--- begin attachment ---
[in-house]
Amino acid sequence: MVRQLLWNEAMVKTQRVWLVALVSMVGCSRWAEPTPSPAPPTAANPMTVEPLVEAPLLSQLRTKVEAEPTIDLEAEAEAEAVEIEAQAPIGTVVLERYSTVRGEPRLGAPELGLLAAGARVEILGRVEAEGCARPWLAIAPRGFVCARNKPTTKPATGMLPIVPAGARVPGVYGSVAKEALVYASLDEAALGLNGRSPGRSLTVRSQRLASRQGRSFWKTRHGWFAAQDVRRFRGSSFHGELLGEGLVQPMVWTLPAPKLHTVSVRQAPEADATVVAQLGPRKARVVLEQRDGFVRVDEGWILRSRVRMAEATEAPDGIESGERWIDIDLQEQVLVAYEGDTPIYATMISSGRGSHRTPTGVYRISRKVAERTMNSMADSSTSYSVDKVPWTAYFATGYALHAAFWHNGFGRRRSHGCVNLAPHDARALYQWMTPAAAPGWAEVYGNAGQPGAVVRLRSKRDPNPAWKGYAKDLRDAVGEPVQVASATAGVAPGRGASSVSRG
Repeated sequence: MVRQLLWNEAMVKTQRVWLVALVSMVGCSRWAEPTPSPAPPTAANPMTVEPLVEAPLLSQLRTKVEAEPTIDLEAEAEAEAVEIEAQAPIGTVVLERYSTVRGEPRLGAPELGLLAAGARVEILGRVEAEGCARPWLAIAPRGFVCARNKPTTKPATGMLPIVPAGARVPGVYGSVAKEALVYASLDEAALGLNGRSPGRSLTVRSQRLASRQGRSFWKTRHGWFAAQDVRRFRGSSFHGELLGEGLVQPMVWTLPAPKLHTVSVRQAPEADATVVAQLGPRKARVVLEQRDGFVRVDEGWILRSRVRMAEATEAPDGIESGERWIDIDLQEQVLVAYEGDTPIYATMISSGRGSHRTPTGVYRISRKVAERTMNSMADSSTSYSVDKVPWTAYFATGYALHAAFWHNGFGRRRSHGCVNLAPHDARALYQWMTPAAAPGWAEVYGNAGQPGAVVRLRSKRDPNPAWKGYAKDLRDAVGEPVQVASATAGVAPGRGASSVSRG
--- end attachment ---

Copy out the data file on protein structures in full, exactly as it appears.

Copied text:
[in-house]
Amino acid sequence: MVRQLLWNEAMVKTQRVWLVALVSMVGCSRWAEPTPSPAPPTAANPMTVEPLVEAPLLSQLRTKVEAEPTIDLEAEAEAEAVEIEAQAPIGTVVLERYSTVRGEPRLGAPELGLLAAGARVEILGRVEAEGCARPWLAIAPRGFVCARNKPTTKPATGMLPIVPAGARVPGVYGSVAKEALVYASLDEAALGLNGRSPGRSLTVRSQRLASRQGRSFWKTRHGWFAAQDVRRFRGSSFHGELLGEGLVQPMVWTLPAPKLHTVSVRQAPEADATVVAQLGPRKARVVLEQRDGFVRVDEGWILRSRVRMAEATEAPDGIESGERWIDIDLQEQVLVAYEGDTPIYATMISSGRGSHRTPTGVYRISRKVAERTMNSMADSSTSYSVDKVPWTAYFATGYALHAAFWHNGFGRRRSHGCVNLAPHDARALYQWMTPAAAPGWAEVYGNAGQPGAVVRLRSKRDPNPAWKGYAKDLRDAVGEPVQVASATAGVAPGRGASSVSRG
Repeated sequence: MVRQLLWNEAMVKTQRVWLVALVSMVGCSRWAEPTPSPAPPTAANPMTVEPLVEAPLLSQLRTKVEAEPTIDLEAEAEAEAVEIEAQAPIGTVVLERYSTVRGEPRLGAPELGLLAAGARVEILGRVEAEGCARPWLAIAPRGFVCARNKPTTKPATGMLPIVPAGARVPGVYGSVAKEALVYASLDEAALGLNGRSPGRSLTVRSQRLASRQGRSFWKTRHGWFAAQDVRRFRGSSFHGELLGEGLVQPMVWTLPAPKLHTVSVRQAPEADATVVAQLGPRKARVVLEQRDGFVRVDEGWILRSRVRMAEATEAPDGIESGERWIDIDLQEQVLVAYEGDTPIYATMISSGRGSHRTPTGVYRISRKVAERTMNSMADSSTSYSVDKVPWTAYFATGYALHAAFWHNGFGRRRSHGCVNLAPHDARALYQWMTPAAAPGWAEVYGNAGQPGAVVRLRSKRDPNPAWKGYAKDLRDAVGEPVQVASATAGVAPGRGASSVSRG